Two Griz football players announced their retirements due to injury concerns, an issue that is not just taking away players’ experience, but their time.

Starting junior defensive end Jacob McGourin and redshirt freshman kicker Camden Capser recently announced that they would not return to football this upcoming season. Casper announced his leave hours before an article published by announced McGourin’s retirement.

University of Montana football continues to follow a pattern that many universities are continuing to adjust to: early player retirements. This trend is not an anomaly and continues to be looked over, even if there are simple scenarios to help alleviate it.

Both players had succumbed to injury. Casper is currently rehabbing a shoulder injury while McGourin suffered a torn ACL. 

Injury is nothing new to sports, especially Montana football. 

In addition to these retirements, Montana has seen a quarterback injured in every season since 2014.

A study was done by the Journal of Athletic Training, a research publication hosted by the National Athletic Trainers’ Association, took injury data from NCAA men’s football from the 2014-2015 season to the 2018-2019 season.

This data showed that 9.31 injuries occur per 1,000 athlete exposures, a stat that determined how often an athlete suffered injuries per activity. 

The common takeaway is how much time a person loses out of their life to rehab from injury. Often, the rehab process is the hardest part.

The National Library of Medicine dictates a five-step repeated process for rehabilitation of an athletic injury. This process requires athletes to do intense routines to make sure they don’t reinjure themselves, let alone heal in a timely manner.

For Capser and McGourin, their rehab journeys are still going. McGourin was quoted saying that he had to make a decision between school and a year-long rehab process that would help him return to football, a choice most students will never have to make.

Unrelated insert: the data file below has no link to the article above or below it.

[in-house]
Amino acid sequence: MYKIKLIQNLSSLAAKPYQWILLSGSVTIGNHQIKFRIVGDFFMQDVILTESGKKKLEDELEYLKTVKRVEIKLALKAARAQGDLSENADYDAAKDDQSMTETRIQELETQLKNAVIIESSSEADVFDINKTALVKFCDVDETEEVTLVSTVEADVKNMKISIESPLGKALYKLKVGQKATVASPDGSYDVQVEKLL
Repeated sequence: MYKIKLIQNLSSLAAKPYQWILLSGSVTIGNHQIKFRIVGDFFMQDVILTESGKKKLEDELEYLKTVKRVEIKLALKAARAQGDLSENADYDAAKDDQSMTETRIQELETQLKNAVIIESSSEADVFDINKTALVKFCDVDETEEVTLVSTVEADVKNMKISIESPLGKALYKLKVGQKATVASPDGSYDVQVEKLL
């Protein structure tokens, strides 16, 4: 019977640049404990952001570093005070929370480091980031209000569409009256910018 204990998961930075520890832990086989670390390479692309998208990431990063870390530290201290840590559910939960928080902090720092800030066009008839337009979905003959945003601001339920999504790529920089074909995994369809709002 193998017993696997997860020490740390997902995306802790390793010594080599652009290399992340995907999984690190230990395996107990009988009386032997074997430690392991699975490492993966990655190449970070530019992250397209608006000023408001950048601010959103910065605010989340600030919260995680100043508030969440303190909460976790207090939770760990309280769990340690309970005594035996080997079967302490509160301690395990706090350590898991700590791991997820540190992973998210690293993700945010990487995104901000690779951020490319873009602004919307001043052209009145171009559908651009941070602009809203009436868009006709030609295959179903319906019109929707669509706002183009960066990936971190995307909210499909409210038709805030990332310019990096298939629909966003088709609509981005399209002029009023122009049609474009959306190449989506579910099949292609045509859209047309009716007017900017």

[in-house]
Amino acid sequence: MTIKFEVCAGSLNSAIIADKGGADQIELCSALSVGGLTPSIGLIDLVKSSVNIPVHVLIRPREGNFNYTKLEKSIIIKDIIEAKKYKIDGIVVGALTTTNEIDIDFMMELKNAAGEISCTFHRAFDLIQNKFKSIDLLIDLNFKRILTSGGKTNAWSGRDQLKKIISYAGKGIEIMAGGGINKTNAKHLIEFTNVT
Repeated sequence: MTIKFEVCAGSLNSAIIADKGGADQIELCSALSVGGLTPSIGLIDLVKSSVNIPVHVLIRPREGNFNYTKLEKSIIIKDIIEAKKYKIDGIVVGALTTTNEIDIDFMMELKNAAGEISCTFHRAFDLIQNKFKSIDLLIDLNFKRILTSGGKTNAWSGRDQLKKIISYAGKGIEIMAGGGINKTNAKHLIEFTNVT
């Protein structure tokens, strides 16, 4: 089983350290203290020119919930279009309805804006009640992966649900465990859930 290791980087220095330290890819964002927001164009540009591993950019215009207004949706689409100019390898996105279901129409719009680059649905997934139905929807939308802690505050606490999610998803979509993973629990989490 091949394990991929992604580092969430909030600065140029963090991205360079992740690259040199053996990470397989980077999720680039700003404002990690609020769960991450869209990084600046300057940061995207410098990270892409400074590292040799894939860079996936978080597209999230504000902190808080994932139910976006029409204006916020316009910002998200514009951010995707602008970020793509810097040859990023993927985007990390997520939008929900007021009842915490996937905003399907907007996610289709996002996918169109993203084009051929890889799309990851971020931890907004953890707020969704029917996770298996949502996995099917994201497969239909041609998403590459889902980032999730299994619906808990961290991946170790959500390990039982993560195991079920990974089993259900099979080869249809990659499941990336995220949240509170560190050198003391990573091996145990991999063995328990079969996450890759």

Students are putting their bodies on the line for the entertainment of thousands.

Football is a business. Griz football is arguably the most prominent industry in the Garden City. It is the highest-grossing sport at the University and one that requires the least amount of University funding to stay put.

In fact, Montana rakes in enough money from football to fund every other sport. The new indoor practice facility is proof of the amount of money made not only by fans but by donors.

But at what cost?

Students. UM’s athletes, regardless of career prospects, are students at the University of Montana. You are watching your classmate give up their body and mind for a sport that may or may not help them pay for college.

Whether it’s the administration or the sport itself, players like McGourin and Capser will continue to give up on their dreams of playing in front of thousands and living a lifelong dream because the sport they play doesn’t reward sacrifice.

How does UM look to solve these issues, especially for a sport that rakes in the most revenue amongst every other team in its conference?

First, eliminate more full-contact practices. This not only reduces the amount of in-practice injuries but it saves athletes from having to deal with adverse pain right before game time.

Another way to eliminate injury would be to encourage better habits for weight training. More injuries occurred during strength training than in-game and, by eliminating full-contact practices, that leaves more room for conditioning that would help an athlete adjust to their body in a controlled environment.

Third, only practice in pads. With a majority of injuries occurring during non-game time, incentivising safer practice protects players while prepping them for game time.

But, no matter how successful McGourin and Capser might be, they will never get back the time they lost. And people will keep cheering at Griz football games, whether a player who once played there can walk right or not.